5 Workout Classes for Guys
Focused on Health - September 2010
by Laura Nathan-Garner
Exercise classes aren’t just for women anymore. These days, more and more men are trying group classes at their gym or specialized fitness studios.
Many keep returning — and for good reason. Group fitness classes can improve your strength conditioning, get your heart pumping, help cut belly fat that can up your cancer risks and teach you new exercises, with instructors suggesting adjustments for your fitness and skill level. Plus, working out in a group may give you the motivation to keep exercising so your body can fight off diseases like cancer.
New to group fitness, or just want to mix things up? Take one — or several — of these classes for a test drive:
What it is: An intense cardio workout that blends aspects of boxing, martial arts and aerobics.
Why it’s good for you: Repeating quick boxing drills boosts your heart rate, burns fat, and improves strength, flexibility and stamina.
Bring: Water and cross-training shoes (not running shoes) that allow you to move side-to-side easily.
Take note: Haven’t exercised lately? Take a basic aerobics class before trying kickboxing.
What it is: A sequence of low-impact poses with special attention to deep breathing.
Why it’s good for you: Yoga improves flexibility, balance and blood flow. It also reduces stress, helps you sleep better, improves your mood and relaxes your muscles.
Bring: Water and a towel. You may want to bring a mat since some gyms and yoga studios charge a fee to use theirs.
Take note: Find a class that uses a yoga style that appeals to you. Kundalini yoga focuses on meditation, for instance; Bikram (also called hot yoga), Ashtanga and Power Yoga offer a more intense cardio workout.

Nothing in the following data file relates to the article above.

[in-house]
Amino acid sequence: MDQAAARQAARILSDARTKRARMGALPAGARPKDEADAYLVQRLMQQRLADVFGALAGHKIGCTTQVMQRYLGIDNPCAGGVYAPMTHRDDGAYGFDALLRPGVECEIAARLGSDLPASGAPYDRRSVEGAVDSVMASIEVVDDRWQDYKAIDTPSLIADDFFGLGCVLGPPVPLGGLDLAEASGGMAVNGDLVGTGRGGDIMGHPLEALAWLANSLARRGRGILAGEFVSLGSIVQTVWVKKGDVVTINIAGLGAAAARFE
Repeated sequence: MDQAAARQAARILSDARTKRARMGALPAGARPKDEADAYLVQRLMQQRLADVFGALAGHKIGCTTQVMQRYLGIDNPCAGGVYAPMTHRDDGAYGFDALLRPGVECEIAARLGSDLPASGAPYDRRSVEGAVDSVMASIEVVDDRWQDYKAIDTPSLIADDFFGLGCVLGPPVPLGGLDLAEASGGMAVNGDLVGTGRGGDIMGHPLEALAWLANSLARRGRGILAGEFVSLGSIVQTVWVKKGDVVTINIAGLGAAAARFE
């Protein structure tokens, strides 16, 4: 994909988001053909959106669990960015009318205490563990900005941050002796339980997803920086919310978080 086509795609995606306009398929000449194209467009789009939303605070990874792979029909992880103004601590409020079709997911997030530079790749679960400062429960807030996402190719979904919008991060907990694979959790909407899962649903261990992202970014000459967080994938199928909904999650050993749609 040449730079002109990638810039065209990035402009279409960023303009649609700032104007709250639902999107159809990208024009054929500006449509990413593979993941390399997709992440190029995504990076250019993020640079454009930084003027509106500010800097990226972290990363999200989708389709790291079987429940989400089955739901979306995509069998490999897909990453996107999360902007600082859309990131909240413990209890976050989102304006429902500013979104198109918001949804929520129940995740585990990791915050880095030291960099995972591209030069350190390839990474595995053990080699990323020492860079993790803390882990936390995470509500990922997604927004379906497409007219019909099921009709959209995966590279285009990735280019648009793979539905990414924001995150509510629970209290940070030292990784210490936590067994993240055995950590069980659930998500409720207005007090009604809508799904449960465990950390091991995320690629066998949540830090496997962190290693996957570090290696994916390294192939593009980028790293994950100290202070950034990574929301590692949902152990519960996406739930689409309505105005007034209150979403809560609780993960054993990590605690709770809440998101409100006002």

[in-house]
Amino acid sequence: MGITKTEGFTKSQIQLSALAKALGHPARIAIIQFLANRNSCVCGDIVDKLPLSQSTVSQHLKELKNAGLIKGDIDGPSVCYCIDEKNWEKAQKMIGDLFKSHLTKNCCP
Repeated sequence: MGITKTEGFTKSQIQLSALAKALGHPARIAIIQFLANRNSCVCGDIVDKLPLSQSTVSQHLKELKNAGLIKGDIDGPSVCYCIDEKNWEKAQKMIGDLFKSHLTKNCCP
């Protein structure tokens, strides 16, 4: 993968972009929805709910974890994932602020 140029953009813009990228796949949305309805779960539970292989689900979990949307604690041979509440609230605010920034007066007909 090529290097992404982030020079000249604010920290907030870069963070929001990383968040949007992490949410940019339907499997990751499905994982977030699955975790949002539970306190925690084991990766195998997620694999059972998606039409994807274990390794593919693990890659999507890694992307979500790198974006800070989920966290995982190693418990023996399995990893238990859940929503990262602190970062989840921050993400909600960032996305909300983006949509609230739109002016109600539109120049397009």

What it is: Challenging indoor cycling, where participants alternate resistance levels and revolutions per minute to increase their intensity.
Why it’s good for you: This great cardio workout builds stamina and strength.
Bring: Water and a washcloth.
Take note: Get the most out of spinning by asking your teacher to help adjust your seat and handlebar height before class starts.
What it is: A group workout using weights — and sometimes cross-training — to build up different muscle groups.
4. Strength Classes
Why it’s good for you: Strength training can prevent muscle loss, build bone mass and help burn calories so you maintain a healthy weight.
Take note: Stretch your arms, back and leg muscles before and after class. This will prevent aches, muscle tears and injury.
What it is: An intense cross-training workout combining running, interval training and strength exercises.
5. Boot Camp
Why it’s good for you: Boot camp burns body fat, builds strength and enhances your overall fitness and cardiovascular efficiency.
Bring: Water and sturdy cross-training shoes (not running shoes) that allow you to run and move quickly and easily.
Take note: Many boot camp programs last four to six weeks. In these programs, the drill sergeant-like instructor will test your fitness level on the first and last days.
No matter which of these workouts you choose, start with a class that matches your level of fitness. You’ll get more out of your workout, reduce your risk of injury and boost your odds of returning for more.
Current Issue - May 2013
Content - September 2010
Multimedia - September 2010
Cancer Risk Check
Could you be more likely to get cancer?
Find out by taking MD Anderson’s Cancer Risk Check.